12. I’m wondering if Diana Gabaldon has read any of the writings of Dr. Hugh Nibley, an expert on ancient temples and languages. Dr. Nibley claimed that stone circles were ancient temples where observations of the cosmos were also made. His research showed that the ancients believed the rituals in the temples transcended time. In his book “Temples and the Cosmos” published in 1976, he even uses the word ‘Outland’ to describe the way the temple were perceived. In fact, I see a lot of religious symbolism in the Outlander series beginning with the opening scene with animal blood on the door lentils.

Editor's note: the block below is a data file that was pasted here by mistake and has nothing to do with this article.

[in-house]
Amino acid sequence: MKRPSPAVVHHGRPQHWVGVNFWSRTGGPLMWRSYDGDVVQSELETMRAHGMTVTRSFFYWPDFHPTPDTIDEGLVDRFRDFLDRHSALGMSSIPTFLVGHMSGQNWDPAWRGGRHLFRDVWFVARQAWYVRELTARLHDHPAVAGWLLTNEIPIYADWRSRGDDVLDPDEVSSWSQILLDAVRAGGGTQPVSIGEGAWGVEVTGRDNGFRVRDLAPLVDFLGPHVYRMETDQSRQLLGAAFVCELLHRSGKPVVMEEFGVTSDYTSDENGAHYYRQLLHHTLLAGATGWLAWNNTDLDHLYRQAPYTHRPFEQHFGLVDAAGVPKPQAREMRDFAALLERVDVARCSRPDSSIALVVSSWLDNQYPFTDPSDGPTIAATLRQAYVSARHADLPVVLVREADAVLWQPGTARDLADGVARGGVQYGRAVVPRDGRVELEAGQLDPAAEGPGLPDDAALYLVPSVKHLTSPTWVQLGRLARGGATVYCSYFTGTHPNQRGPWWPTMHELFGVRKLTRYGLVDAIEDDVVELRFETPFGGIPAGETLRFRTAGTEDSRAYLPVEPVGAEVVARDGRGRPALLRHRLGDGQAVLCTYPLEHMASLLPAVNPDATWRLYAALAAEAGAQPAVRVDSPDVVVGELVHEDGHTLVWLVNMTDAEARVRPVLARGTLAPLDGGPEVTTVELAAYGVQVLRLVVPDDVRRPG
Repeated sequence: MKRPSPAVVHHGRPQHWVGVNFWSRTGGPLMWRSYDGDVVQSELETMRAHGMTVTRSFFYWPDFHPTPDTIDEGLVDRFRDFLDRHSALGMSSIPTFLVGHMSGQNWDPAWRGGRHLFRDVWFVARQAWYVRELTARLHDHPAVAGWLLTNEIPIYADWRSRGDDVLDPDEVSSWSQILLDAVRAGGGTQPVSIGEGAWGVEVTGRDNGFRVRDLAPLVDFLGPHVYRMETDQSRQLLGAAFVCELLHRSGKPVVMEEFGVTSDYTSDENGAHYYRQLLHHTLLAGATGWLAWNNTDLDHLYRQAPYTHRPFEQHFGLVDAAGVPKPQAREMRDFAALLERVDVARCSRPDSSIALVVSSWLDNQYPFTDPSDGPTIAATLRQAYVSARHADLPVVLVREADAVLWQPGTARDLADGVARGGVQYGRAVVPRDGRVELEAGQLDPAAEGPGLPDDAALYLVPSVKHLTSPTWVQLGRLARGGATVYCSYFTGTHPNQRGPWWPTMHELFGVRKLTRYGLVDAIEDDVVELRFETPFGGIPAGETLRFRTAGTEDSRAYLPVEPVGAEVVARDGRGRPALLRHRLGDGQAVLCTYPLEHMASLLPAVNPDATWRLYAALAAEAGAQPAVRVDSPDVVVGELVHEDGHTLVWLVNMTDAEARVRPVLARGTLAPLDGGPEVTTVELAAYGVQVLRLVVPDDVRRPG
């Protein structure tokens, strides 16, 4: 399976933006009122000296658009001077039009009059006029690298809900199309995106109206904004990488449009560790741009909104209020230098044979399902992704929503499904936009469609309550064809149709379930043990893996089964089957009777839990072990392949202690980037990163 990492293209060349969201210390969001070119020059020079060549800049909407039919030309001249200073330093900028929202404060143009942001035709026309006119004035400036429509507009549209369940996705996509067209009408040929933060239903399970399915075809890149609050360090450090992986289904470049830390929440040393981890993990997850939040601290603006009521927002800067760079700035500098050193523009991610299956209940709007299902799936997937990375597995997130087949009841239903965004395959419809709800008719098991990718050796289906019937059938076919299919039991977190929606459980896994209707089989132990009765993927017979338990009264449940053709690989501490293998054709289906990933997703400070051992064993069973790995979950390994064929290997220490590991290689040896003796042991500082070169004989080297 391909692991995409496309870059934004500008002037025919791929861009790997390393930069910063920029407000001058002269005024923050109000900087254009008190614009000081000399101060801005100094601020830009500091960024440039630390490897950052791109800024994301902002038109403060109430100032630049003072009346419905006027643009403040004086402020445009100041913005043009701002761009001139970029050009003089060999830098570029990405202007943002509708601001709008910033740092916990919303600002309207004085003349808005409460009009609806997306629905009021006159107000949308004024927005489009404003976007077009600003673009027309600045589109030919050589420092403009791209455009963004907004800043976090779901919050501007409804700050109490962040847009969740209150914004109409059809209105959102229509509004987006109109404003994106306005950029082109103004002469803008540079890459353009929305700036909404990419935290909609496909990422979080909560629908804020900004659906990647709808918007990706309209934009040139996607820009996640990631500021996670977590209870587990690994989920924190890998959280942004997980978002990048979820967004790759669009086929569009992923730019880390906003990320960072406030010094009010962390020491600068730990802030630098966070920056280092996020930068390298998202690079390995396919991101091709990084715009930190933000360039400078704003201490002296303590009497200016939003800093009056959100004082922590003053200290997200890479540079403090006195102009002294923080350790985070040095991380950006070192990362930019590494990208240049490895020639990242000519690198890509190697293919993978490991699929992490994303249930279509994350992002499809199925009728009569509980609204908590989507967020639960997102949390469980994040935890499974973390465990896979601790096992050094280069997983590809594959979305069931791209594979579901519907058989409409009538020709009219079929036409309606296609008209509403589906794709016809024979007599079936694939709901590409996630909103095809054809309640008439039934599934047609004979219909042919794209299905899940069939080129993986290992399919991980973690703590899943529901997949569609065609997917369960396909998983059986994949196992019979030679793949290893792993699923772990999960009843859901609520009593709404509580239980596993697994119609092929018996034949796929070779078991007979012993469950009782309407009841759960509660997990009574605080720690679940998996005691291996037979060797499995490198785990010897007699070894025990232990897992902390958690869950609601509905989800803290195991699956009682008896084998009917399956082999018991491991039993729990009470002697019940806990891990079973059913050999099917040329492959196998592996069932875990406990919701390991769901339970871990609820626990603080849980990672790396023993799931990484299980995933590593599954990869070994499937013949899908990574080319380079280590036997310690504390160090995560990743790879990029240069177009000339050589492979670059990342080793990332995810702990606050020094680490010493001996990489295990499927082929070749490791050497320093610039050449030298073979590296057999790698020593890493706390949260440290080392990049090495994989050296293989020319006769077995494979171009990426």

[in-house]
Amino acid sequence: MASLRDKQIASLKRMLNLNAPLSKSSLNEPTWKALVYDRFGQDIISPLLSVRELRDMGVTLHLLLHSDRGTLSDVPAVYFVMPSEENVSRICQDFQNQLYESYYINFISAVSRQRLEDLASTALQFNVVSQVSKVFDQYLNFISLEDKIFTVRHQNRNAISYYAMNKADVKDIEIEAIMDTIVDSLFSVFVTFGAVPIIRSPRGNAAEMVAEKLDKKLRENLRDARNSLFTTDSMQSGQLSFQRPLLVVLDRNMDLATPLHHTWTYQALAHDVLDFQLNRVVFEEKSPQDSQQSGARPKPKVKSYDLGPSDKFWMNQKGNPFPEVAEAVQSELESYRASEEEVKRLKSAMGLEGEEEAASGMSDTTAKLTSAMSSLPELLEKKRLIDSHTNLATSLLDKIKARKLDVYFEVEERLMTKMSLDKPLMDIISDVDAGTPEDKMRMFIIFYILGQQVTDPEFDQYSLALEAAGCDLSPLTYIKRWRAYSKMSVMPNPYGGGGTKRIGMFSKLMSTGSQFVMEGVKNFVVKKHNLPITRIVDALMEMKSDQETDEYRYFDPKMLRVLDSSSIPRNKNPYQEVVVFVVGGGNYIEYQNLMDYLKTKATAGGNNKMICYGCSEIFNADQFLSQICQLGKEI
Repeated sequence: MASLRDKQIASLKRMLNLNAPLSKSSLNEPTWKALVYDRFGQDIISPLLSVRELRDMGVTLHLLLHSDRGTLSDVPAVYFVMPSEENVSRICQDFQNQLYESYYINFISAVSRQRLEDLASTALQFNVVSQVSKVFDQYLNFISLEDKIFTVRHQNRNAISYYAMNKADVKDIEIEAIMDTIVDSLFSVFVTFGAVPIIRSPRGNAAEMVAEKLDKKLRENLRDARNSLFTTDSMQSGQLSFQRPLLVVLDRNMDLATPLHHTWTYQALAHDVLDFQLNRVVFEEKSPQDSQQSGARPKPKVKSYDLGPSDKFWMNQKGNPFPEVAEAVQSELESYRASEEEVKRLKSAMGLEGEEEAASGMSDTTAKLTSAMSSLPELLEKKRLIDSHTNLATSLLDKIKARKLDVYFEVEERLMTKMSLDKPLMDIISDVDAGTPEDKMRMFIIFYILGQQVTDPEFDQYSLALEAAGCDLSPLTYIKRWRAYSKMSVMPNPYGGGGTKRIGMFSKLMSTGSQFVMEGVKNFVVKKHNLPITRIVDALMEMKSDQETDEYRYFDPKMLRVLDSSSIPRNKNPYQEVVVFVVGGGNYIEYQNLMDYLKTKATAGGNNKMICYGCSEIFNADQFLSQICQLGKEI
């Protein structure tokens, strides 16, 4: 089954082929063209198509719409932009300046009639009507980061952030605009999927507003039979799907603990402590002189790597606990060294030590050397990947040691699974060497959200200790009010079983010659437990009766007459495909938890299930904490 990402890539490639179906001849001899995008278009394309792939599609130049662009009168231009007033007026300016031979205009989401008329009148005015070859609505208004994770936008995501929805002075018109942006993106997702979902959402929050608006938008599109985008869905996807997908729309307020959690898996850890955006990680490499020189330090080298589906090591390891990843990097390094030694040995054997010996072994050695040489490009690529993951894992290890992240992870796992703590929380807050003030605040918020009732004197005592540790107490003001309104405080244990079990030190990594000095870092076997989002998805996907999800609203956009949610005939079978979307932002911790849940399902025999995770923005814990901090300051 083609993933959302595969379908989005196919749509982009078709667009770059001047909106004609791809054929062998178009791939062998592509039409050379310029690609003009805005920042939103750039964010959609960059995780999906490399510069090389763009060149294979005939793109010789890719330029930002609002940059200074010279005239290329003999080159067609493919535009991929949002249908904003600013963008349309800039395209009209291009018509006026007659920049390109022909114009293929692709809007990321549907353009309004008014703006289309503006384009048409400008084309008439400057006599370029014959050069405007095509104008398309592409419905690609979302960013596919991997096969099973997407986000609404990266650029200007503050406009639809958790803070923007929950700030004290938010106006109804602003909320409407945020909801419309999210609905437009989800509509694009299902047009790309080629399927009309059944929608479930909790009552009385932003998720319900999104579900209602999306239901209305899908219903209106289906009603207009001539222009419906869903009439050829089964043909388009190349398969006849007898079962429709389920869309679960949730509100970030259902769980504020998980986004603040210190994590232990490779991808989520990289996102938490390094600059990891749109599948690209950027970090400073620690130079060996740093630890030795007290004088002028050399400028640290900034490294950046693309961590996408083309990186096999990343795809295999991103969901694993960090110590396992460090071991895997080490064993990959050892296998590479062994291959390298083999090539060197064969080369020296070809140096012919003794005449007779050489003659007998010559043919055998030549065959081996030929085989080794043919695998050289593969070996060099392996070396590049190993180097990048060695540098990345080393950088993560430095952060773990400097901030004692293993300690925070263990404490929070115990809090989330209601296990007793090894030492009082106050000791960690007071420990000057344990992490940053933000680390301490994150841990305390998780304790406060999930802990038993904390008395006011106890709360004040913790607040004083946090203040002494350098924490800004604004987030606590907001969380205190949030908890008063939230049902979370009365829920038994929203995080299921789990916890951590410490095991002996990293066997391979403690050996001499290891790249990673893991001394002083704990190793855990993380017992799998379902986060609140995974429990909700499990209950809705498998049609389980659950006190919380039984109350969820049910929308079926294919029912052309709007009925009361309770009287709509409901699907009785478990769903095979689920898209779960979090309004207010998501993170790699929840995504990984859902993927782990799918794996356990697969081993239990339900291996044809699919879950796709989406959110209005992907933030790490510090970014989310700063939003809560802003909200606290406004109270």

Outlander is a beautiful story of how a marriage can survive every adversity. It’s everyone’s journey through life, and that also has it’s own set of symbols. Or am I reading too much into it?

    I just wish the STARZ version wasn’t so sexually graphic. It destroys the sacred nature of marriage and leaves nothing to the imagination. I find myself feeling sorry for the actors and what they’ve been asked to do. I hope they are paying them well!

    • Dear Susan–

      Really? I think the scenes of married love are entirely tasteful and beautiful, myself–but tastes differ, of course.

      No, I’d not come across Dr. Nibley–I’ll certainly go and find his book, though; thanks for the recommendation!



  13. Hi Diana